In Volume 109 of The York Pioneer, the venerable magazine of the York Pioneer and Historical Society, we read about Mary Jane McCartney, the worthy daughter of a Raeburn ancestor, who in 1873 married at 21 to 33-year old Samuel Westwood Smith, owner of the hardware store in the village of Caledon. Smith was the ninth child of John Smith, Colour Sergeant to Major General Sir Isaac Brock in the War of 1812 , and who was one of many soldiers in that war who were subsequently (in 1819) granted land. In his case it was located in the newly surveyed wilderness taken over by the Crown from the Mississaugas (Anishinaabeg) as a result of Treaty 19, the bicentennial of whose signing falls in 2o18. John Smith’s 100 acres were in Albion Township close to Caledon East in what was a huge tract of land all then called York County that stretched away north and east as far as the shores of Lakes Simcoe and Scucog.
Samuel was brought up in the log cabin his father built in Albion. Buying the store in Caledon with his father’s help, young Smith was successful financially, and he and his new wife lived in a large flat above his premises. Late in his life he moved his family to Toronto, although his eldest daughter Ella, who had been born in Caledon, returned there to teach.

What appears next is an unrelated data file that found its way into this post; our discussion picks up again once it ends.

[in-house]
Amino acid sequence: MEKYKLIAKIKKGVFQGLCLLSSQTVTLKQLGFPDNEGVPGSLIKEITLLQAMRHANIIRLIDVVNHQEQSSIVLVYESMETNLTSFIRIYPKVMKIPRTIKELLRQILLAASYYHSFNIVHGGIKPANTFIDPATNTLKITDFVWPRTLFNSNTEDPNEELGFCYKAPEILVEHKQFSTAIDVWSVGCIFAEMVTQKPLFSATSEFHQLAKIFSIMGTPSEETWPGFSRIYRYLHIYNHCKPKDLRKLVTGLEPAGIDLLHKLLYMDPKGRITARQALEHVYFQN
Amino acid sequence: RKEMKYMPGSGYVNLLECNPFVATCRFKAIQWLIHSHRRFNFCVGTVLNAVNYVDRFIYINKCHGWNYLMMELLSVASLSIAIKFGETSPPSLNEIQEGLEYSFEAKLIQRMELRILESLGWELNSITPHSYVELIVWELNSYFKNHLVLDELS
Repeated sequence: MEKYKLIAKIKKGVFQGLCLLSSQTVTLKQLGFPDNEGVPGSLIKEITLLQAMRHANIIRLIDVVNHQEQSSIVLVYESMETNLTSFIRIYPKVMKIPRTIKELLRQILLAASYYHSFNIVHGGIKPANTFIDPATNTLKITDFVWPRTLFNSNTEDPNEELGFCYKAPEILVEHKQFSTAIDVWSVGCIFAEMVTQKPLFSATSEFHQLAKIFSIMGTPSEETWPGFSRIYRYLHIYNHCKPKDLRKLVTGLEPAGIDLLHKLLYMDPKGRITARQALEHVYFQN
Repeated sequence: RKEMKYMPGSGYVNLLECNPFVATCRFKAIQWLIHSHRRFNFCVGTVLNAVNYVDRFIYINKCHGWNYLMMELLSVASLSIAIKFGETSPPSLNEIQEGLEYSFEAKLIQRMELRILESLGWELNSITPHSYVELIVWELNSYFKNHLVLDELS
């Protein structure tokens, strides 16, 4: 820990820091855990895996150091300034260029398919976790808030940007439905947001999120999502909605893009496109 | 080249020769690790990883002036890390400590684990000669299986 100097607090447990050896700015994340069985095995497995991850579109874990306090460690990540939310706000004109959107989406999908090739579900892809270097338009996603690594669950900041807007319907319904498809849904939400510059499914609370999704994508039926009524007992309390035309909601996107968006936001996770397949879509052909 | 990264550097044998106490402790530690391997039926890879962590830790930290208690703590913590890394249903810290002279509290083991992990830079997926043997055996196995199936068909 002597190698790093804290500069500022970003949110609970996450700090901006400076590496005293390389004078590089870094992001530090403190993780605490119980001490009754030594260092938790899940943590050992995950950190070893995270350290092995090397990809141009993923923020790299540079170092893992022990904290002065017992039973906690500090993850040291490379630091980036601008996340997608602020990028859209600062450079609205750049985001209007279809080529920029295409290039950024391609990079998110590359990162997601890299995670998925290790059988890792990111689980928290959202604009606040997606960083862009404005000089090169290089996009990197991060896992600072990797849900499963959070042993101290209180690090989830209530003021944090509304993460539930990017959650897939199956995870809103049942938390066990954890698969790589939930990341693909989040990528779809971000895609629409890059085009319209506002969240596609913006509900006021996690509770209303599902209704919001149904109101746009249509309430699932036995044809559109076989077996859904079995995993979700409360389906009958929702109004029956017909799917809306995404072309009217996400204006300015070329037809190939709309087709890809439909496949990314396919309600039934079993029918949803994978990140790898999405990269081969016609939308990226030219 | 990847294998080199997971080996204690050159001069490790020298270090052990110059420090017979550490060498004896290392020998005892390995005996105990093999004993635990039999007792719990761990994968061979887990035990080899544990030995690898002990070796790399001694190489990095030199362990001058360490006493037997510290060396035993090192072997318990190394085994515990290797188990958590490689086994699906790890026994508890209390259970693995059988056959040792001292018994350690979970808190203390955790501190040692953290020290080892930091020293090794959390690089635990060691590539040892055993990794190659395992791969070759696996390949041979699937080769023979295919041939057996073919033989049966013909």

Another 1812 veteran who settled in what later became Peel County and whose history is known is Amos Willcox, whose grave can be found in the historic Dixie Union Cemetery in Mississauga, said to be Peel County’s first formal burying ground and dating from 1810. After the war in 1819 at the age 26 Amos obtained his own farm in Toronto Township (now Mississauga), at what is today the southwest corner of Eglinton Avenue and Hurontario Street. He fought for the Crown again in the 1837 Rebellion, but throughout his life he declined offers of an official military commission and chose to pursue farming. His farm was considered one of the most successful farms in Peel. He died in 1886, and his wife, Ann, and seven of their children are also buried in the Dixie Union Cemetery.
The location of other veterans from both the War of 1812 and the Napoleonic Wars located in what is now Peel Region is as yet poorly researched. These pioneers were undoubtedly an important component of Peel’s founding population and some of the buildings they constructed are still with us. Those readers who know they are descended from such veterans may perhaps want to comment below.